If you bring a stroller, there was always ample stroller parking available outside of rides and shows and staff seemed to legitimately watch them to help avoid theft. I never once left my wallet in our stroller, but during the show we saw, we left it for a good half hour and it wasn’t somewhere I could keep an eye on it myself. And it’s a steal-worthy stroller with lots of bells and whistles, so if a stroller was going to get stolen, it’d have been this one. But if you’re really concerned, and you can skip the whole stroller thing in favour of a carrier, do it.
Funnel cakes. Need I write more?
The MarketPlace International Buffet restaurant was not good. There were very few healthy choices to feed the kids, but worse still was that there isn’t milk available as a drink option; it was pop or sweetened juices. Well, we don’t give our kids either, so I asked for milk. First, I was told that it simply wasn’t served there. Then a staff member showed me the creamers and mini-milks for tea and coffee, at which point I jokingly asked if I needed to take a coffee mug and fill them up with the little milks sitting there. As I waited for the joke to register (it didn’t), I asked if someone could please check in the kitchen. By the time we had plated our meals, someone from the kitchen came to our table and asked me if I needed milk heated up in a bottle. Um, nope. Has no one ever asked for milk for their children before…really? “Just two cold glasses of white milk, please,” I begged. At this point, I believe someone may have gone to fetch an actual cow because our milks were not procured for some time. But, finally, we had two tall glasses of milk to at least balance out what turned out to not be the most nutritious – or delicious – lunch. All that to say, try another restaurant and be sure to bring your own milk.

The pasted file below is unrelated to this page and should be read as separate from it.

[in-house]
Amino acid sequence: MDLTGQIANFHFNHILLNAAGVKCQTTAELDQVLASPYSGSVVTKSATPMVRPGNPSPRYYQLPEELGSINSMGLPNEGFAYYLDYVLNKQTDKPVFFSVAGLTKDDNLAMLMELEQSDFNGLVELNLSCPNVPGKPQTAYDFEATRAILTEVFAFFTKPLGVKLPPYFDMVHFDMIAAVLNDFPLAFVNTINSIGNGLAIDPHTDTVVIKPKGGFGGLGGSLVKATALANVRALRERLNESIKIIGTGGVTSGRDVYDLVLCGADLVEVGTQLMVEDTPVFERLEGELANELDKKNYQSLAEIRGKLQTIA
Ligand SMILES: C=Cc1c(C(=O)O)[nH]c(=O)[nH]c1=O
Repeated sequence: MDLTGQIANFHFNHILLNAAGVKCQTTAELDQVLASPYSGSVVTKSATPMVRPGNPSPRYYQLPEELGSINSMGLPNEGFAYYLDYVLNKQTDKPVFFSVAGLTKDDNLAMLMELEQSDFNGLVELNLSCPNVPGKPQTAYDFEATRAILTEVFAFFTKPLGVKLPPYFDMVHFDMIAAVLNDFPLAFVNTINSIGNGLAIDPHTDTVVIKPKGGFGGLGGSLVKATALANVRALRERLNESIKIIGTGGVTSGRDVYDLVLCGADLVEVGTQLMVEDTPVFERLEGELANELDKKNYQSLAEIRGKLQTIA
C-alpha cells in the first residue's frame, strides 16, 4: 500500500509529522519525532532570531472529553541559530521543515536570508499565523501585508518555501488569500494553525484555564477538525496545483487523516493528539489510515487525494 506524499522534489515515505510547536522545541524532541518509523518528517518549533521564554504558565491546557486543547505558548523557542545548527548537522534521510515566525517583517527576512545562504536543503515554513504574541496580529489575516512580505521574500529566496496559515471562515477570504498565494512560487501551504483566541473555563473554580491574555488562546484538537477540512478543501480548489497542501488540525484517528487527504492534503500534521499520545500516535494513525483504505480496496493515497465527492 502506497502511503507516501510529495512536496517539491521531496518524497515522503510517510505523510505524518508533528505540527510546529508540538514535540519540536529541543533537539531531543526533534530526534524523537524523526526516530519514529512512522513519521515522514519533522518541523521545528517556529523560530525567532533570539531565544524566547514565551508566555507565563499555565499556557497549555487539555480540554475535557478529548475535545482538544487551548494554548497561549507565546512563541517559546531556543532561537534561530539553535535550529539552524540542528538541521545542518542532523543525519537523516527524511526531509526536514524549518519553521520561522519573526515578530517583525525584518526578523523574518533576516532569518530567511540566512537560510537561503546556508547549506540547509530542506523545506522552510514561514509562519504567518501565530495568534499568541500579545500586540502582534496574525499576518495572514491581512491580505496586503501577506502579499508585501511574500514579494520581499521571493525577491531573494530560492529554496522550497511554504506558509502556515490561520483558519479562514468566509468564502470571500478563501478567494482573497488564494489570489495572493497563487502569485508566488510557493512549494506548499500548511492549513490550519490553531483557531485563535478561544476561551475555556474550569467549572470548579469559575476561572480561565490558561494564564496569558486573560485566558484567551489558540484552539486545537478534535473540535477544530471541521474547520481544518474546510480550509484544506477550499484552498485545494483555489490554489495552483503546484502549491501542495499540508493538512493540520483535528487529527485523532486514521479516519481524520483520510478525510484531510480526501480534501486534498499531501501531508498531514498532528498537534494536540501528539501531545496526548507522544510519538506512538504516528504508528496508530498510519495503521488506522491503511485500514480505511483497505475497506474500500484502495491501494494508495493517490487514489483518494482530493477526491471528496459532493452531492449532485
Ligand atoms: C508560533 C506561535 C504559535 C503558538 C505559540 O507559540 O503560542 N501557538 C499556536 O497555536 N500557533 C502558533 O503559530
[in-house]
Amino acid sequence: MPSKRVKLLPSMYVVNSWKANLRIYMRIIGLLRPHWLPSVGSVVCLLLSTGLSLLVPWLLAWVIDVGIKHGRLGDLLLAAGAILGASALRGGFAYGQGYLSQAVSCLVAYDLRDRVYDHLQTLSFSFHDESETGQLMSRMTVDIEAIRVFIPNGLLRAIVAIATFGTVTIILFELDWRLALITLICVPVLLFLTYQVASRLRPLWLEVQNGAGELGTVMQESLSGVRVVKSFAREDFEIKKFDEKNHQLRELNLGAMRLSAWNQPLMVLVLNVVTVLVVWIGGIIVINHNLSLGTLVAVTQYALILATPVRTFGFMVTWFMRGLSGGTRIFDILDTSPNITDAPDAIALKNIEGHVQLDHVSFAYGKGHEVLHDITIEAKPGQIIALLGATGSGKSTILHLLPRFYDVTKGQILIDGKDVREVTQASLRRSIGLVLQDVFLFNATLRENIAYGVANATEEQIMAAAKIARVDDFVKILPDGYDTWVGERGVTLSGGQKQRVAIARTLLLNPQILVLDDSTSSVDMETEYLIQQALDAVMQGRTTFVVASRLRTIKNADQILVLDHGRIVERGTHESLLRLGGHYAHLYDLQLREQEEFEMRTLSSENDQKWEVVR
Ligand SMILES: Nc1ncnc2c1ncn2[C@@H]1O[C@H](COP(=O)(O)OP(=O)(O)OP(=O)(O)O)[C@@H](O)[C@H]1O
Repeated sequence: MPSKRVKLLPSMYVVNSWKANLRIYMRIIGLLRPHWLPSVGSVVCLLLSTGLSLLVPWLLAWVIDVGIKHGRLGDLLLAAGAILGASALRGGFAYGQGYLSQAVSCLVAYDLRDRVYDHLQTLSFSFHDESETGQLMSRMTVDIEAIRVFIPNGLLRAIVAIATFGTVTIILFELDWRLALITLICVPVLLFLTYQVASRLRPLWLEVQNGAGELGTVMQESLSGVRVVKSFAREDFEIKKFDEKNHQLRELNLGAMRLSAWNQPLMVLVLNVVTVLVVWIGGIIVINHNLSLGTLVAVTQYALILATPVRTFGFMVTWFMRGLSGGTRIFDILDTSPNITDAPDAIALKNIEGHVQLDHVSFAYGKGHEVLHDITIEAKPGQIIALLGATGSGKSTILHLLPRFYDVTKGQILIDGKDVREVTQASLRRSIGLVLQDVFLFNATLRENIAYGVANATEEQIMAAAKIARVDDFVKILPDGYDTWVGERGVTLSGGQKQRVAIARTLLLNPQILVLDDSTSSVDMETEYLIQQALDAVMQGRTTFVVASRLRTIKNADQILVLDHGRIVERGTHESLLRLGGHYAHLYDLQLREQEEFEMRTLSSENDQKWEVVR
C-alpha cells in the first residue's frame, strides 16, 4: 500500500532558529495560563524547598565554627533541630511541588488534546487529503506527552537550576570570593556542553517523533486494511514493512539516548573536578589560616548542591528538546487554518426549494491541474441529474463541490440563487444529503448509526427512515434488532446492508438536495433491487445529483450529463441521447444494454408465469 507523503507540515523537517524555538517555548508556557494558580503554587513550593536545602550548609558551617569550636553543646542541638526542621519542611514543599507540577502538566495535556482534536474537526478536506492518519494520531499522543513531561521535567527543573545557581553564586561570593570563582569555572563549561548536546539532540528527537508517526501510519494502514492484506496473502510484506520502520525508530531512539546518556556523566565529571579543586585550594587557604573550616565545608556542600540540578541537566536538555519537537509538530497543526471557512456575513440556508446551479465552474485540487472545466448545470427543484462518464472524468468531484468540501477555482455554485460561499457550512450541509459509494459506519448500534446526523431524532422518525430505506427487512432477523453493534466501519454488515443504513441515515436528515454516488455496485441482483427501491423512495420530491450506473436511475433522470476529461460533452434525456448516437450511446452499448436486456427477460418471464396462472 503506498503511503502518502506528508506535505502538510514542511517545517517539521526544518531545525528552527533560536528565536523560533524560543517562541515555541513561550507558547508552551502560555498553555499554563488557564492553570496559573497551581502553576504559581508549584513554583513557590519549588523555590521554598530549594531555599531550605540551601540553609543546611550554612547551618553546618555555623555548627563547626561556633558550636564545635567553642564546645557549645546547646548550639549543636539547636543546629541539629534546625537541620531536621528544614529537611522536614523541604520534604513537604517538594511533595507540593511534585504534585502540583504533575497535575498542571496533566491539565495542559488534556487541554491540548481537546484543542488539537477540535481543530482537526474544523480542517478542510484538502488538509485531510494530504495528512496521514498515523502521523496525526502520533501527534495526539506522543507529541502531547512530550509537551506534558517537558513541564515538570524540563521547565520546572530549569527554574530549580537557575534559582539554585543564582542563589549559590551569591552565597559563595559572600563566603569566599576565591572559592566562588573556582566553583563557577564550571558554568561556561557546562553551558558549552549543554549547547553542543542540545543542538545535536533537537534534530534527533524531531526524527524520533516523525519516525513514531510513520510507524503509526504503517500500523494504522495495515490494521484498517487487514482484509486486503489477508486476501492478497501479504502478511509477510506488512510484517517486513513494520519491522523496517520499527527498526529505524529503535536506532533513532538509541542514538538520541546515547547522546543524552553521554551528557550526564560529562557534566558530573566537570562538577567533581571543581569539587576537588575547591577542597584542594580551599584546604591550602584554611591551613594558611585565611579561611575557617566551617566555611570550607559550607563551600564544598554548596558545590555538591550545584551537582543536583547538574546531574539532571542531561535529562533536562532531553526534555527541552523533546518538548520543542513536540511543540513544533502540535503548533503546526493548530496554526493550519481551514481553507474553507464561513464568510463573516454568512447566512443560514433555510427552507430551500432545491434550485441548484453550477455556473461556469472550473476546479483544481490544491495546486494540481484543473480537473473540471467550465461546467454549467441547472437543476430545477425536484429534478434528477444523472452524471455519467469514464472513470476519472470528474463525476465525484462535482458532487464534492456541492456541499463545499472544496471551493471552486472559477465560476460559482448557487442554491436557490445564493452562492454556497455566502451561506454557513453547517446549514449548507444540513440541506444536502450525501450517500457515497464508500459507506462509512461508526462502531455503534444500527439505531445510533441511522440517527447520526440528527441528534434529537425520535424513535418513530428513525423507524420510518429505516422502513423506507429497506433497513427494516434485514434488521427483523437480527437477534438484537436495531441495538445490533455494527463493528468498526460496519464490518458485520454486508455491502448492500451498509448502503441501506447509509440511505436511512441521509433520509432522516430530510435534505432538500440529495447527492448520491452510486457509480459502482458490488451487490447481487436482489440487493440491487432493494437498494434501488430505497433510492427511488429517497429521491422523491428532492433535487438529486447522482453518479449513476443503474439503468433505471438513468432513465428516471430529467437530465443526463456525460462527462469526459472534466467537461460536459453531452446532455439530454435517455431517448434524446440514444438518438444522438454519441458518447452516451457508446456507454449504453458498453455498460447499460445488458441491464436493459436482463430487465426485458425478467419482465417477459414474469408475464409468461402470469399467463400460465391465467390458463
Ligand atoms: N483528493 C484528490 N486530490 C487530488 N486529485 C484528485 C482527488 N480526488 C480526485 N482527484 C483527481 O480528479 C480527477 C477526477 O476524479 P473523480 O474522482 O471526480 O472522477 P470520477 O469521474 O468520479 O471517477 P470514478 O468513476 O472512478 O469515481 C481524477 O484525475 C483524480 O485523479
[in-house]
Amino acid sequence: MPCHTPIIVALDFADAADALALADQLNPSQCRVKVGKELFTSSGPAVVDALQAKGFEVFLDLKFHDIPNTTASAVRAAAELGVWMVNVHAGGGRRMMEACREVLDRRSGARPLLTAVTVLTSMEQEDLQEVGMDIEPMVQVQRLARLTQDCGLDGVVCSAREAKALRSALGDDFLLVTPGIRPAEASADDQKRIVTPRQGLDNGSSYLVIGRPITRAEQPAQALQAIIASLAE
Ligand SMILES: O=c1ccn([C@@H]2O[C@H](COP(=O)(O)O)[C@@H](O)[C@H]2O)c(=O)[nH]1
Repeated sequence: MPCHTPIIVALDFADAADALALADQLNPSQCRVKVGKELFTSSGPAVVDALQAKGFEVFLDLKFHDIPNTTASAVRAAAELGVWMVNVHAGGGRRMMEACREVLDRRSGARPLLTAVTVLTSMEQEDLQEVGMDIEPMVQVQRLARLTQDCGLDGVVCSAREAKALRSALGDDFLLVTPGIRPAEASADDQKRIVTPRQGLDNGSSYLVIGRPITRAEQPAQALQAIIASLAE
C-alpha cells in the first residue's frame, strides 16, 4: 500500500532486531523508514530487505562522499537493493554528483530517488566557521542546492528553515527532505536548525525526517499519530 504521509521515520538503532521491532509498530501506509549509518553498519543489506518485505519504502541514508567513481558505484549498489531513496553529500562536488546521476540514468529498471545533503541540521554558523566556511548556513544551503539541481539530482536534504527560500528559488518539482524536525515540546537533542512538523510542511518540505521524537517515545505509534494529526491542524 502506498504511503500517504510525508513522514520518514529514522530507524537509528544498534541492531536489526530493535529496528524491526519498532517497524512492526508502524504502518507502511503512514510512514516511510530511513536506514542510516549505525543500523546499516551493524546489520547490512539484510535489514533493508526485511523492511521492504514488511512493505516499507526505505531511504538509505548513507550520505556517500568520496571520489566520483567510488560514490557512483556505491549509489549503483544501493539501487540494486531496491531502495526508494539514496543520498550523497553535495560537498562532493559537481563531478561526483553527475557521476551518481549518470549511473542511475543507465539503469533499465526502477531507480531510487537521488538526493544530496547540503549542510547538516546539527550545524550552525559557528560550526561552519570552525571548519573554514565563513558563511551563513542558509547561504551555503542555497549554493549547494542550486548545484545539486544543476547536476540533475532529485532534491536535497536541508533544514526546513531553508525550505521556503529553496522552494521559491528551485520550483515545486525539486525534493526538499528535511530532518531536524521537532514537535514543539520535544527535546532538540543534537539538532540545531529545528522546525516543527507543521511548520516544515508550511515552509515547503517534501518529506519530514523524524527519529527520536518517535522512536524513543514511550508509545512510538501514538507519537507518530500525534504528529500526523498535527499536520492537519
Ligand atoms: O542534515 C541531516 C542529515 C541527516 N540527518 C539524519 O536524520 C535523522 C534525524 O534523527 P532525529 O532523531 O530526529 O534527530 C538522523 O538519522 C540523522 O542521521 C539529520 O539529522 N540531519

The cost of admission is steep for a family of four if you pay full price ($193.96 before tax). So, wait for a Groupon or DealFind or whatever coupon craze to which you subscribe; hold out for the once-a-year sale in early August when tickets are a steal at $29.99; or find someone who works for a union – they get pretty great deals all season long. There are also three-day advance tickets available directly from Canada’s Wonderland’s site, which are $39.99 per adult.
The price of lockers at Splash Works is also a bit jaw-dropping. We’re talking $20 for a pretty small locker. Thankfully, some random teenage girls saw us staring at the prices and offered us their locker for half price. I’m not sure I’d trust everyone doing this, so proceed with caution. You see, when you rent a locker, the computer kiosk spits out a receipt with your assigned locker number and a passcode; so if you “buy” a locker from someone instead of from the machine, you have to use their password. If you end up buying from the wrong person, you can bet your stuff will be pilfered (or simply gone) by the time you return. But if you’re hitting up Splash Works and you don’t have a wearable waterproof protector for your smartphone and essential ID/credit cards, I’m not really sure what alternative you have to renting lockers.
4.5/5 for the experience with young children
We’ll give you a rating for grownup action after we head there by ourselves!